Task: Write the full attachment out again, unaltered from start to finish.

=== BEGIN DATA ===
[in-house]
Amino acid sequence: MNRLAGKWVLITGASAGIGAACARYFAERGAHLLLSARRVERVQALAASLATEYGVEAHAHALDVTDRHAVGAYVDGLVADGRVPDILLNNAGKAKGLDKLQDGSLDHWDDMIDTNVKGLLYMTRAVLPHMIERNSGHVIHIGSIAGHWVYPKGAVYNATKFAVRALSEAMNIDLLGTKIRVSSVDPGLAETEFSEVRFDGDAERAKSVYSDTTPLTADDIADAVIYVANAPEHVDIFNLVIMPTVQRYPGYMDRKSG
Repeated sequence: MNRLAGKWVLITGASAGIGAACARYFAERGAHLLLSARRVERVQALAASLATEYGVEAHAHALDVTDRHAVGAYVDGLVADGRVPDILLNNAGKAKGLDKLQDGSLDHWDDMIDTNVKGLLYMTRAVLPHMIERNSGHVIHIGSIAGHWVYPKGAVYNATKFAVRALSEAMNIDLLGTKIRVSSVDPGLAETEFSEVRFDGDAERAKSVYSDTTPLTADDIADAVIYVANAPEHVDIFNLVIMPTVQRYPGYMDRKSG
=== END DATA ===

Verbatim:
[in-house]
Amino acid sequence: MNRLAGKWVLITGASAGIGAACARYFAERGAHLLLSARRVERVQALAASLATEYGVEAHAHALDVTDRHAVGAYVDGLVADGRVPDILLNNAGKAKGLDKLQDGSLDHWDDMIDTNVKGLLYMTRAVLPHMIERNSGHVIHIGSIAGHWVYPKGAVYNATKFAVRALSEAMNIDLLGTKIRVSSVDPGLAETEFSEVRFDGDAERAKSVYSDTTPLTADDIADAVIYVANAPEHVDIFNLVIMPTVQRYPGYMDRKSG
Repeated sequence: MNRLAGKWVLITGASAGIGAACARYFAERGAHLLLSARRVERVQALAASLATEYGVEAHAHALDVTDRHAVGAYVDGLVADGRVPDILLNNAGKAKGLDKLQDGSLDHWDDMIDTNVKGLLYMTRAVLPHMIERNSGHVIHIGSIAGHWVYPKGAVYNATKFAVRALSEAMNIDLLGTKIRVSSVDPGLAETEFSEVRFDGDAERAKSVYSDTTPLTADDIADAVIYVANAPEHVDIFNLVIMPTVQRYPGYMDRKSG